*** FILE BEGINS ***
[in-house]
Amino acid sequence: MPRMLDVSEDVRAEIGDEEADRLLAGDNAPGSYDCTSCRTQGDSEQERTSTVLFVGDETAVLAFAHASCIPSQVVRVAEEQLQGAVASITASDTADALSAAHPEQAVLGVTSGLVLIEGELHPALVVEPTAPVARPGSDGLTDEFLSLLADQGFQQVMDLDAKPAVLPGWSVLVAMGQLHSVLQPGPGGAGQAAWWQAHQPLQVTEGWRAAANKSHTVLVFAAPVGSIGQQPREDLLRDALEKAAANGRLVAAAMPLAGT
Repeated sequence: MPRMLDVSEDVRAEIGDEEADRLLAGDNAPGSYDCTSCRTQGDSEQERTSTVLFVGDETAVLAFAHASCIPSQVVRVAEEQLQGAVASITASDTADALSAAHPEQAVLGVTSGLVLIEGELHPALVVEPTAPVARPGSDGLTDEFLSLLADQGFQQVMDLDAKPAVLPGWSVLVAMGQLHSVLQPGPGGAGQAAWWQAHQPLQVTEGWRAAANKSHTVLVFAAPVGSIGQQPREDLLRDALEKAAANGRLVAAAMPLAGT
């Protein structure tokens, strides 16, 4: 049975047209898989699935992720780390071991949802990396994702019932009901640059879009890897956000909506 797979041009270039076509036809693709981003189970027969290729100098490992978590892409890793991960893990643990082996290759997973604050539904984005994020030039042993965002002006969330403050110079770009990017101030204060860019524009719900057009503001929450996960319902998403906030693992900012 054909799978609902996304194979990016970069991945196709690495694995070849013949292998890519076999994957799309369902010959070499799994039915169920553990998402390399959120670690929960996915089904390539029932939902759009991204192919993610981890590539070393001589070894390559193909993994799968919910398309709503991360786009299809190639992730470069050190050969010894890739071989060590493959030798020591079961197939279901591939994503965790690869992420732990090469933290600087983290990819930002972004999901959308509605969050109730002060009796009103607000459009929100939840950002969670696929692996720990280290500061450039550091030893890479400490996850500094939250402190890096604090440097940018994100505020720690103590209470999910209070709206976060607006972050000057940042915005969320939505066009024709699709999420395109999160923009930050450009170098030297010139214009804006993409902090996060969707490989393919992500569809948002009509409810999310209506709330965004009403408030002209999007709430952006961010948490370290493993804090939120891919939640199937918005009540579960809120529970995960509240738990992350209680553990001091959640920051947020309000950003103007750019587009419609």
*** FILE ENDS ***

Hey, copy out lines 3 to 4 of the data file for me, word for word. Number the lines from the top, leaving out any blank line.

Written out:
Repeated sequence: MPRMLDVSEDVRAEIGDEEADRLLAGDNAPGSYDCTSCRTQGDSEQERTSTVLFVGDETAVLAFAHASCIPSQVVRVAEEQLQGAVASITASDTADALSAAHPEQAVLGVTSGLVLIEGELHPALVVEPTAPVARPGSDGLTDEFLSLLADQGFQQVMDLDAKPAVLPGWSVLVAMGQLHSVLQPGPGGAGQAAWWQAHQPLQVTEGWRAAANKSHTVLVFAAPVGSIGQQPREDLLRDALEKAAANGRLVAAAMPLAGT
């Protein structure tokens, strides 16, 4: 049975047209898989699935992720780390071991949802990396994702019932009901640059879009890897956000909506 797979041009270039076509036809693709981003189970027969290729100098490992978590892409890793991960893990643990082996290759997973604050539904984005994020030039042993965002002006969330403050110079770009990017101030204060860019524009719900057009503001929450996960319902998403906030693992900012 054909799978609902996304194979990016970069991945196709690495694995070849013949292998890519076999994957799309369902010959070499799994039915169920553990998402390399959120670690929960996915089904390539029932939902759009991204192919993610981890590539070393001589070894390559193909993994799968919910398309709503991360786009299809190639992730470069050190050969010894890739071989060590493959030798020591079961197939279901591939994503965790690869992420732990090469933290600087983290990819930002972004999901959308509605969050109730002060009796009103607000459009929100939840950002969670696929692996720990280290500061450039550091030893890479400490996850500094939250402190890096604090440097940018994100505020720690103590209470999910209070709206976060607006972050000057940042915005969320939505066009024709699709999420395109999160923009930050450009170098030297010139214009804006993409902090996060969707490989393919992500569809948002009509409810999310209506709330965004009403408030002209999007709430952006961010948490370290493993804090939120891919939640199937918005009540579960809120529970995960509240738990992350209680553990001091959640920051947020309000950003103007750019587009419609």